Marching Harlem Style: The African American Day Parade Draws Big Names, Big Crowds
It bills itself as the “Largest Black Parade in America.” Missed it? Well, it just took place in Harlem on September 16th.
The African American Day Parade actually celebrated its 43rd year with an estimated million people lining Adam Clayton Powell Boulevard. The parade was launched in 1968, according to its website to “provide an opportunity for African people to join together on a Special Day to highlight our history and salute African people throughout America and the world for their outstanding achievements. The parade promotes unity, dignity and pride.”
The turnout this year was more than expected, say the organizers, who go as far as to say that it was in fact the largest in all of the parade’s 43 years. Perhaps it was this year’s NYC elite–Governor David Paterson, former Mayor David Dinkins, the Rev. Al Sharpton, Vice Chancellor Emeritus of the New York State Board of Regents Dr. Adelaide Sanford, Rep. Charles Rangel, mayoral candidate William Thompson and Lillian Roberts, executive director of DC37—who attracted the attention.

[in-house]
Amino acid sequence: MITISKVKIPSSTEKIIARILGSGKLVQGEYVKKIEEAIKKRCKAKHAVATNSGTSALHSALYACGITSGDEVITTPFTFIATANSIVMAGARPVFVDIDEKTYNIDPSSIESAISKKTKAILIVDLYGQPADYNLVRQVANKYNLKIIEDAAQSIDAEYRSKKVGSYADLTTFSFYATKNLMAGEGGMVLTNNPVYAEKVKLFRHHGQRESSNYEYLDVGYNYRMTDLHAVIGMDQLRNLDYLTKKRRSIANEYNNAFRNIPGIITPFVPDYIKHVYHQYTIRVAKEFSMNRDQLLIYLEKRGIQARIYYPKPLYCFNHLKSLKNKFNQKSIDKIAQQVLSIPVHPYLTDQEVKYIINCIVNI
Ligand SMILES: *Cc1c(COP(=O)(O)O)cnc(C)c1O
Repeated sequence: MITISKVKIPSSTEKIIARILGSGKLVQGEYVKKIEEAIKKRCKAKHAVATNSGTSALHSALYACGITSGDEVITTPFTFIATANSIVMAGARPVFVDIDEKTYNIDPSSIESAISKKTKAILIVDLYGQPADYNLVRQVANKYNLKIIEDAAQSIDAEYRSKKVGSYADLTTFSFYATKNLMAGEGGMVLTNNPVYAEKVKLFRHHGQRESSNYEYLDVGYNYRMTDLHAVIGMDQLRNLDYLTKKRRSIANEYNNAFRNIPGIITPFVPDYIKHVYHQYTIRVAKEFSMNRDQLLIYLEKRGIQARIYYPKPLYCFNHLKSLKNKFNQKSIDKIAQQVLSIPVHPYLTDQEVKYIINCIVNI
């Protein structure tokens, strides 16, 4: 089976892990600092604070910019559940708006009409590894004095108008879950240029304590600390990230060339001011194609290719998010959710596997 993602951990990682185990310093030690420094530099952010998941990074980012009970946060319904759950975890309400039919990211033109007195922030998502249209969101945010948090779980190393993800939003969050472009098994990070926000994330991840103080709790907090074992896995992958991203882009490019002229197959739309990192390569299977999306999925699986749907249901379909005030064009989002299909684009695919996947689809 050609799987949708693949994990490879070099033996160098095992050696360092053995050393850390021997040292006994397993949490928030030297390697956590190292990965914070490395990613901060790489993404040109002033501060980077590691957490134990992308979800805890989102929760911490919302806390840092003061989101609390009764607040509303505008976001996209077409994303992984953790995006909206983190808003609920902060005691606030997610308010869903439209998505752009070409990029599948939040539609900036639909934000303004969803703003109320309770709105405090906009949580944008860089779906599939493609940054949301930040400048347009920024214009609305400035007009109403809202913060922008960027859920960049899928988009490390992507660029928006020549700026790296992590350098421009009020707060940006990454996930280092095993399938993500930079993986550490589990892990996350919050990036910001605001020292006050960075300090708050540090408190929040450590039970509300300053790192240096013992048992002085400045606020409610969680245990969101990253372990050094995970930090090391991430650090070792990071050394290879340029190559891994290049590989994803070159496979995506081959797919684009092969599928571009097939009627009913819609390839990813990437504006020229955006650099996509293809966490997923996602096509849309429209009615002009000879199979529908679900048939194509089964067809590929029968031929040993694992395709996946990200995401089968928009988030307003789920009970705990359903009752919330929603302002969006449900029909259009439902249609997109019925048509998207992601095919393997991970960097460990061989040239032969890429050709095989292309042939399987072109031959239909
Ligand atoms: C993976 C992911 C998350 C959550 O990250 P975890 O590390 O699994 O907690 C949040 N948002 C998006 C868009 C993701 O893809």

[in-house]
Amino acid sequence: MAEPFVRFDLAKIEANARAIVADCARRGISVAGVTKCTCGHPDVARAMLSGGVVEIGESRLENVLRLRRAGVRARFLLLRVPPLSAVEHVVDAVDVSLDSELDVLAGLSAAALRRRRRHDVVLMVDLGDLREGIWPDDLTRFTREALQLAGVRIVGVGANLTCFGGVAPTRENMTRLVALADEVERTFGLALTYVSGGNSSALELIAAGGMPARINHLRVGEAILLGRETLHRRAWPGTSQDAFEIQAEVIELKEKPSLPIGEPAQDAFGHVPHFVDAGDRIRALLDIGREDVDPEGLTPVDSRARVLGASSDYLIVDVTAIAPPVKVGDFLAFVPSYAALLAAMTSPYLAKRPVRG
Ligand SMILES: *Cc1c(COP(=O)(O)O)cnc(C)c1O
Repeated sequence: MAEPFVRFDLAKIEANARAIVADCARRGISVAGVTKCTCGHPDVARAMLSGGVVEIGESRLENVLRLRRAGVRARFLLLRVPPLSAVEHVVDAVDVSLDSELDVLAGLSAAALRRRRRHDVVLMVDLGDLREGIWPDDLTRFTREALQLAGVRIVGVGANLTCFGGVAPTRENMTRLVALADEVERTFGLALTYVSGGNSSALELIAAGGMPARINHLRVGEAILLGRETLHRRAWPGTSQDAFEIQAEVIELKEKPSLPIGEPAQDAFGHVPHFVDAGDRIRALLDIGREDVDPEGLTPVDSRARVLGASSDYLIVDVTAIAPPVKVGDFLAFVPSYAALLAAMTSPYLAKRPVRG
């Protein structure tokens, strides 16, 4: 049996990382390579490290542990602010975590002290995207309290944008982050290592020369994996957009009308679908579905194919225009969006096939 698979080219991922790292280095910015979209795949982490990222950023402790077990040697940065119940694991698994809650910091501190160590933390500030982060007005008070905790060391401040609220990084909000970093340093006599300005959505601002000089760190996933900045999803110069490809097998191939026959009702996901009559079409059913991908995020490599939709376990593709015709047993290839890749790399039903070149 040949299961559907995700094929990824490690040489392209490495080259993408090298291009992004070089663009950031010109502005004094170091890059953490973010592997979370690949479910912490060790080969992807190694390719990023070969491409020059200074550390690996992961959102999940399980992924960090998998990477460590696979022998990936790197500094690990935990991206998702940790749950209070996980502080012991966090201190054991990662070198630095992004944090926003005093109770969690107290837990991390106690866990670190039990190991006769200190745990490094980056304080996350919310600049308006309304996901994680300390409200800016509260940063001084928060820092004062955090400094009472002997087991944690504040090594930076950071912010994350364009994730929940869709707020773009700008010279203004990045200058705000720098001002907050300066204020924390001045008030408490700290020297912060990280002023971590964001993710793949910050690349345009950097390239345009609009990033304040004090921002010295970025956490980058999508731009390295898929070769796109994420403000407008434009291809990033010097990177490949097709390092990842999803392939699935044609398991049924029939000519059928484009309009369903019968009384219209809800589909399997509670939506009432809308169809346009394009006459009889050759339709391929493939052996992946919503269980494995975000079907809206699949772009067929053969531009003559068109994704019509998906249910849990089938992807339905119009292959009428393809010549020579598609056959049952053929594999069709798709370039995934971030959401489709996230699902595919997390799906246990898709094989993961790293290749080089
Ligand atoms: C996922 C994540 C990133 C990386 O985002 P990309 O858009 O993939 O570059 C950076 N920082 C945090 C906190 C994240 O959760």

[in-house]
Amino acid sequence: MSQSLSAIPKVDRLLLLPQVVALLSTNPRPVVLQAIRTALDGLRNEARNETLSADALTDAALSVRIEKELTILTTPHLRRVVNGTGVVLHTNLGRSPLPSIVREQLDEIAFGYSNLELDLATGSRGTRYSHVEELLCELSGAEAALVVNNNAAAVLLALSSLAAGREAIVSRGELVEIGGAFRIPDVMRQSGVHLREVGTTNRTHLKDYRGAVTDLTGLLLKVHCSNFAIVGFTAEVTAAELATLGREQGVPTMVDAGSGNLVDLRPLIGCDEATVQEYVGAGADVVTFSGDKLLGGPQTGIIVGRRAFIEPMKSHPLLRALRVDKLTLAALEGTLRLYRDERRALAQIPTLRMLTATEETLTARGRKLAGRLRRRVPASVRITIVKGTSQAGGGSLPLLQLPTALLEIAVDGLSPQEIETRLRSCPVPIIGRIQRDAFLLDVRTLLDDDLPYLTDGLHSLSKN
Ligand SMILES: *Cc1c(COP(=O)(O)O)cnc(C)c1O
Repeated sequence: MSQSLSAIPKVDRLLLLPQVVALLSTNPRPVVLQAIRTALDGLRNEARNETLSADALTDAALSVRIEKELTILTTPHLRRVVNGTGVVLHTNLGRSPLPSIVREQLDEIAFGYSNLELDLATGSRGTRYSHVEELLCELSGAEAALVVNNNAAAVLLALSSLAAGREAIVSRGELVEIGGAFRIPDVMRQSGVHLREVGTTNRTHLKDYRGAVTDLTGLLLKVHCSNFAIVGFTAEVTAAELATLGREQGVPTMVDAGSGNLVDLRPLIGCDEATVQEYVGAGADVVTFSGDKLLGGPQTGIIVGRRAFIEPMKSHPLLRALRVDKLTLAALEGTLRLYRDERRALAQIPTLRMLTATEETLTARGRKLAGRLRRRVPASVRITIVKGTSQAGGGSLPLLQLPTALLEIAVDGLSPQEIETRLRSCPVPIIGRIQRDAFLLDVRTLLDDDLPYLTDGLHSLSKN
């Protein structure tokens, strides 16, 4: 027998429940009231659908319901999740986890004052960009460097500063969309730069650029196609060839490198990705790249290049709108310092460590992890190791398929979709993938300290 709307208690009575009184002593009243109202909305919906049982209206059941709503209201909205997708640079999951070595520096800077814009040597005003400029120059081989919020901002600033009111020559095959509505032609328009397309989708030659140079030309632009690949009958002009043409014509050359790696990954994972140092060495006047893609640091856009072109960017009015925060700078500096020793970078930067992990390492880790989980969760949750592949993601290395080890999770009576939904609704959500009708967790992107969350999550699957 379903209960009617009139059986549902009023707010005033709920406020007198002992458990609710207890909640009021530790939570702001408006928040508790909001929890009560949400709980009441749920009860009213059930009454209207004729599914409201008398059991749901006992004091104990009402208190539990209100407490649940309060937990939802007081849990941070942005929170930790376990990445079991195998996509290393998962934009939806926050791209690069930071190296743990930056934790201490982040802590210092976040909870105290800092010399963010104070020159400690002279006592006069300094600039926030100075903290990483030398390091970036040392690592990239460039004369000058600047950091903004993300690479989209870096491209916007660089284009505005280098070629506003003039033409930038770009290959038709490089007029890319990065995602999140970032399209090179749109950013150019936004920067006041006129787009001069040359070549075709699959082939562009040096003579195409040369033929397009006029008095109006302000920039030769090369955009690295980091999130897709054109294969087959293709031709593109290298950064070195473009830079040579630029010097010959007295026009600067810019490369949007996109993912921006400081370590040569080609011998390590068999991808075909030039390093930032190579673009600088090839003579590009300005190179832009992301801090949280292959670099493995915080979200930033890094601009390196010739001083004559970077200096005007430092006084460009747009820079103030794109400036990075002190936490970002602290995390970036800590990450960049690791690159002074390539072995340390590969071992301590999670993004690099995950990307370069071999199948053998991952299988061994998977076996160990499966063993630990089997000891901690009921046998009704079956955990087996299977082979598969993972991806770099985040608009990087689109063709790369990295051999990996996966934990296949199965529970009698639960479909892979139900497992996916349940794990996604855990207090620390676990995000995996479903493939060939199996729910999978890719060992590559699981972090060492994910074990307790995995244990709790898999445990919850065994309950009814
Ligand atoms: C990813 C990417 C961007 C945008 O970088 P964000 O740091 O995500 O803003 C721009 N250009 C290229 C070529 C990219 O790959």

Despite that reported turnout, media coverage of the parade is scant. Furthermore, we were in touch with parade organizers and didn’t get through. After reaching the Harlem Chamber of Commerce for additional info, they only gave us a “no comment.”
Whatever the case, parades are usually big business for a community. Although, the numbers for the African American Day Parade haven’t been released, generally they rake in millions for the vendors and other businesses in the community. The recent West Indian Day Parade was estimated to geneate at least $86 million for the city.
Besides the long list of big names (Doug E. Fresh!), bands and organizations from 12 states attended. And on the Barack Obama website, it encouraged supporters to go to the parade to drive votes.